Lately I’ve been reading a bit about how reading can affect empathy. I don’t have all of the answers as to why or how this happens, but I do know that it’s important. If I’ve learned nothing else in my experiences as a teacher, it’s that it’s so critical to teach students that “you never really understand a person until you consider things from his point of view …until you climb into his skin and walk around in it” as Atticus Finch would say. Author James Patterson extends this concept to current events and critical thinking in his essay The Literacy of Long-Form Thinking. There’s plenty to argue, here, but doesn’t it get to the heart of what Kelly Gallagher affirms with his reading and writing reasons? That we read and write to be thoughtful, compassionate, and successful? While I love reading for the sheer nerdy pleasure of it, these attributes are powerful ones – ones that I am proud to stand behind when I start my lesson planning.
2. I believe that all students can. I’ve worked in a wide range of schools and settings: urban, suburban, Advanced Placement, and intervention. In all of these, there has always been the common tendency to shoot low. To make excuses for why our students can’t achieve or soar. You’ve heard it:
That sounds great for those students, but you don’t know my students.
I’d love to teach x, but they don’t even know y yet!
I’d love to do x, but at the end of the day, I can’t control the y situation.
I try, but you don’t understand; some of my kids can’t even x!
Of course there will always be limitations and roadblocks. Nobody teaches in a perfect environment with the perfect combination of skilled students, supportive communities, or plentiful resources. We will always have some students in our class that need more support than others, but I’ve also learned that, with that support, when those students find success, it can provide some of the most rewarding moments in our year. Even though it can be tempting to slow down or lower expectations to meet the needs of our deepest struggles, I’ve realized that it is so much more powerful to keep aiming high and offering directed support at different levels so that no matter where our students are, they can find success.
This is part of what’s been powerful about trying a mentor text approach with workshop: It lends itself so well to differentiated interventions. We may all be working on a persuasive writing project, but with plenty of time for conferring, many mentor texts at different levels and interests, and lots of choice and autonomy, all students have a way in and support for how to get there.
3. I believe that teachers should always, always see themselves as learners. The day you hear the words come out of my mouth, “I know how to do this; I’ve been teaching for x number of years,” please kindly (or maybe not so kindly) tell me that it’s time to explore other careers. I can attribute my biggest successes as a teacher to great mentors who challenged my thinking, times when people asked me questions I didn’t immediately know the answer to, and to situations that stood in opposition to the thinking I already held. I know that I can learn whether I’m in class with my students, talking with a colleague, taking a graduate class, presenting professional learning at a conference, or participating in a Twitter chat. The common denominator isn’t where the learning takes place; it’s the mindset that I enter with. If I accept that I am not always the expert in the room, I know that I am open to learning, and that can only benefit my students.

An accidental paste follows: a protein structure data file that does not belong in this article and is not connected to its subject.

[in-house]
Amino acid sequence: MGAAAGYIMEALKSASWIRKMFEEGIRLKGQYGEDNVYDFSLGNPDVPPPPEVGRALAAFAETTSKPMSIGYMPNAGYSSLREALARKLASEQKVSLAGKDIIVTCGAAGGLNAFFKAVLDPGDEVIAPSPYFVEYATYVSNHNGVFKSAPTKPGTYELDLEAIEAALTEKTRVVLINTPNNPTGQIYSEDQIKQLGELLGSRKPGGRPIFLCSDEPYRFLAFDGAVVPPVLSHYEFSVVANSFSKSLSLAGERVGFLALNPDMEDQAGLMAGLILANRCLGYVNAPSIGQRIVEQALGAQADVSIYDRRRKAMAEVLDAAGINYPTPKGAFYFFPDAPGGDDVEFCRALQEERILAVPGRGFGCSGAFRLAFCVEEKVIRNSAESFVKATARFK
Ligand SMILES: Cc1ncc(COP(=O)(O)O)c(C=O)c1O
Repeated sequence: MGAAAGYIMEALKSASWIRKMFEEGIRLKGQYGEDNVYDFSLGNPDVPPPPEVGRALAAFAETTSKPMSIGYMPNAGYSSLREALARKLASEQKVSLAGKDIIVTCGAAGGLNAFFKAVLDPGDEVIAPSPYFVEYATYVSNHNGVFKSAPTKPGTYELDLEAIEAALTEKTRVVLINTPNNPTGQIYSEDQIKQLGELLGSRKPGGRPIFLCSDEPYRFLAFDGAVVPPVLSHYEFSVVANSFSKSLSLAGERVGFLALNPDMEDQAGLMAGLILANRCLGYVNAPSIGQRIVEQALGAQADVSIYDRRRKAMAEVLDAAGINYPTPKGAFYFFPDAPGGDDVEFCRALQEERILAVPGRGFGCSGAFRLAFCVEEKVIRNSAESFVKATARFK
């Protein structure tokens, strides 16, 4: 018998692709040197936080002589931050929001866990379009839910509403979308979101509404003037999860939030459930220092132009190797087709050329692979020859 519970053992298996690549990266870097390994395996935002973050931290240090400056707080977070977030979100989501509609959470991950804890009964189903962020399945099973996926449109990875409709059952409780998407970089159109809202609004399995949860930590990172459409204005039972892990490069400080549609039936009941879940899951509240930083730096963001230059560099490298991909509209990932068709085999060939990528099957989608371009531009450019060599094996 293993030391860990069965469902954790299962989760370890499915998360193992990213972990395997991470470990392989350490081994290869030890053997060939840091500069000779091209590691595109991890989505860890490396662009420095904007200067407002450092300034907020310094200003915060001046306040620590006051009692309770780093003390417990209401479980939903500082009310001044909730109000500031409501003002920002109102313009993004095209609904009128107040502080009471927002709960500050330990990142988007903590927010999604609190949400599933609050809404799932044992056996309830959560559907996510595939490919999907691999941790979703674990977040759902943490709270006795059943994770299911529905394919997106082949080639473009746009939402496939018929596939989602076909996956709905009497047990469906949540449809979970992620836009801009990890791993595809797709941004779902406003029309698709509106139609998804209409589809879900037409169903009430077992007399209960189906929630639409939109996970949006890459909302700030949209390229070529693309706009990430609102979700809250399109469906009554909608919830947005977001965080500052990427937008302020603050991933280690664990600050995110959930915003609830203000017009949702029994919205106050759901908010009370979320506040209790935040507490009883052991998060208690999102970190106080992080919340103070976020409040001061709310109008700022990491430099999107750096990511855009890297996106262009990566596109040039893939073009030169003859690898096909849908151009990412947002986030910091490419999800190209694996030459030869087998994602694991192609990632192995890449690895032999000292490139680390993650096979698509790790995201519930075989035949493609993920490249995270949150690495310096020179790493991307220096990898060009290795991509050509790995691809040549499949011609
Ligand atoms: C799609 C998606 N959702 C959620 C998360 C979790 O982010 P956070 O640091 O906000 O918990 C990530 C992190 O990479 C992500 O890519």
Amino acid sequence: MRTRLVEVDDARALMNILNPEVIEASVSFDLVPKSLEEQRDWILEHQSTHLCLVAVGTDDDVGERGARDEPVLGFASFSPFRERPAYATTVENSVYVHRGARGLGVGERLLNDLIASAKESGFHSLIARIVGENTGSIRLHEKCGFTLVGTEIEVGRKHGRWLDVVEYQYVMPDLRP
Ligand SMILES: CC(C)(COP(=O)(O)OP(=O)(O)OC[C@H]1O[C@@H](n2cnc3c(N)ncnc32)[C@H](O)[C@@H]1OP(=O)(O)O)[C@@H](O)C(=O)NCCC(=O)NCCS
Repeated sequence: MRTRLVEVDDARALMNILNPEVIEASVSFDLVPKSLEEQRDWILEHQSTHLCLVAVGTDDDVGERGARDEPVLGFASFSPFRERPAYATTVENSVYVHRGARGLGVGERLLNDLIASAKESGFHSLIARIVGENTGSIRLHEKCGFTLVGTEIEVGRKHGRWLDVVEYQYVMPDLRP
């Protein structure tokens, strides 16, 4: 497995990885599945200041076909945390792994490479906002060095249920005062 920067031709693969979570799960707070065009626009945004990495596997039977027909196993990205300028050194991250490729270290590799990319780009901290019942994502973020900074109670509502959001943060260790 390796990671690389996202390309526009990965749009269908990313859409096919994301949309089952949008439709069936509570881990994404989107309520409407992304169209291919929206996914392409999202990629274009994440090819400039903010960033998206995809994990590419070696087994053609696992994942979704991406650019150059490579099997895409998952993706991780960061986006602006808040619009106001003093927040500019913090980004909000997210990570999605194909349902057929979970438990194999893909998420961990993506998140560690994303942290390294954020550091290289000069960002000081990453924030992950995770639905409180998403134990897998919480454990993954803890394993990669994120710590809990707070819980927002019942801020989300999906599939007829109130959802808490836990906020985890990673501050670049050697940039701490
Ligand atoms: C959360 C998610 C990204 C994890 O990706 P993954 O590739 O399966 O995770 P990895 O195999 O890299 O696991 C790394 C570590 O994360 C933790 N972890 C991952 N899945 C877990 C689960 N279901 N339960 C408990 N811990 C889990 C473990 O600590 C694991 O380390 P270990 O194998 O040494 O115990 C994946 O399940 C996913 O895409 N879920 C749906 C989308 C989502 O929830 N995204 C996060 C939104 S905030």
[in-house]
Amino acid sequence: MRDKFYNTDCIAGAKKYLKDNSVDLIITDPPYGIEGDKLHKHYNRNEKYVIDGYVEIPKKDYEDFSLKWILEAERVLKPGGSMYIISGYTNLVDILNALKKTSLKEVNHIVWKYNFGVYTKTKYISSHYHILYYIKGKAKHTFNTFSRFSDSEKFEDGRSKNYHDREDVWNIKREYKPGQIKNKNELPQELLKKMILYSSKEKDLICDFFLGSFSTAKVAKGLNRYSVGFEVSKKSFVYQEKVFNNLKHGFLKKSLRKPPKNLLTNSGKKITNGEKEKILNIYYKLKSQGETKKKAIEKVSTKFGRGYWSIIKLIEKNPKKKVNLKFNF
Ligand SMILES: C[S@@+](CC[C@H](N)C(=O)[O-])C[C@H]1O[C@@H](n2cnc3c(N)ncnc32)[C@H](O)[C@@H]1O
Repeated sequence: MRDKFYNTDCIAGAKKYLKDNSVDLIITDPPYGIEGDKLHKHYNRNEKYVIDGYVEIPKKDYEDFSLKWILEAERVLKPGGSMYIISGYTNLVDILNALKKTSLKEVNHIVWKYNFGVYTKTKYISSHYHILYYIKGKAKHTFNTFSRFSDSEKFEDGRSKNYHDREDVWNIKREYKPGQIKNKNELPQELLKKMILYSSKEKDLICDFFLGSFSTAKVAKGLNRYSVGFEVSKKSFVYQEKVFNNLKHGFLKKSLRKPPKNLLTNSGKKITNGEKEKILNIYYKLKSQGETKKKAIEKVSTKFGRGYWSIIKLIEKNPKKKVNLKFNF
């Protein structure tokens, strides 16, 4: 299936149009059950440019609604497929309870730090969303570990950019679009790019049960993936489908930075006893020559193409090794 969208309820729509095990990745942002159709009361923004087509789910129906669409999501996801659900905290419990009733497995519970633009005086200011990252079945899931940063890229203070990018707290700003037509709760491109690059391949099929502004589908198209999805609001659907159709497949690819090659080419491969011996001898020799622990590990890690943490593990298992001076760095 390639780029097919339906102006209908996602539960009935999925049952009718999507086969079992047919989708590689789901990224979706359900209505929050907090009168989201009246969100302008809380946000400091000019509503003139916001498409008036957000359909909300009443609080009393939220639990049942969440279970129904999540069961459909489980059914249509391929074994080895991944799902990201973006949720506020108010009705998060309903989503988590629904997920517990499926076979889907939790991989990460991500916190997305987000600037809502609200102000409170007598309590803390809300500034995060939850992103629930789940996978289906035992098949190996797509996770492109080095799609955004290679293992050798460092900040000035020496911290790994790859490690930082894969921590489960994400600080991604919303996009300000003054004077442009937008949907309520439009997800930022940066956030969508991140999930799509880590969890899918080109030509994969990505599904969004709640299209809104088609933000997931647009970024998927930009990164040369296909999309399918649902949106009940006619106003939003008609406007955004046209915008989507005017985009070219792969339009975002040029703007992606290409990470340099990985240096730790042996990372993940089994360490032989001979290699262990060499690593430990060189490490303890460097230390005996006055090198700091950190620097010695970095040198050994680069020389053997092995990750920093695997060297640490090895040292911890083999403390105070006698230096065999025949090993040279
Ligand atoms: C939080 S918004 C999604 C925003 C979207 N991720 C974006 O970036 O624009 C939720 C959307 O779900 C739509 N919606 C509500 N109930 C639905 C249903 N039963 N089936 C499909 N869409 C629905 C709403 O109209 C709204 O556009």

My students taught me a lot about the need to balance autonomy and support. My class wasn’t ready to jump into their own argumentative topics, but it’s not because they couldn’t. I needed to open myself up to ask why, and learn how to do something differently. After exploring – and sharing – our beliefs in our notebooks, we used resources from The New York Times Room For Debate to connect our beliefs to current issues. And now my students’ brainstorm lists are spanning more than one page. Now they’re choosing topics that are deeply important to them: immigration reform, racism and the Black Lives Matter movement, clean energy and the environment, the refugee crisis, early school start times, and the need for reform regarding school suspension and expulsion policies.
When I’m tempted to feel defeated or hopeless, I’ve learned that it’s important to refocus on the beliefs that drive me every day. To be able to do that may be one of the most important lessons I can pass along to my students.
What beliefs shape you as an educator? What have you done to launch your argumentative units? Join in the conversation by commenting below or finding me on Twitter @MeganKortlandt.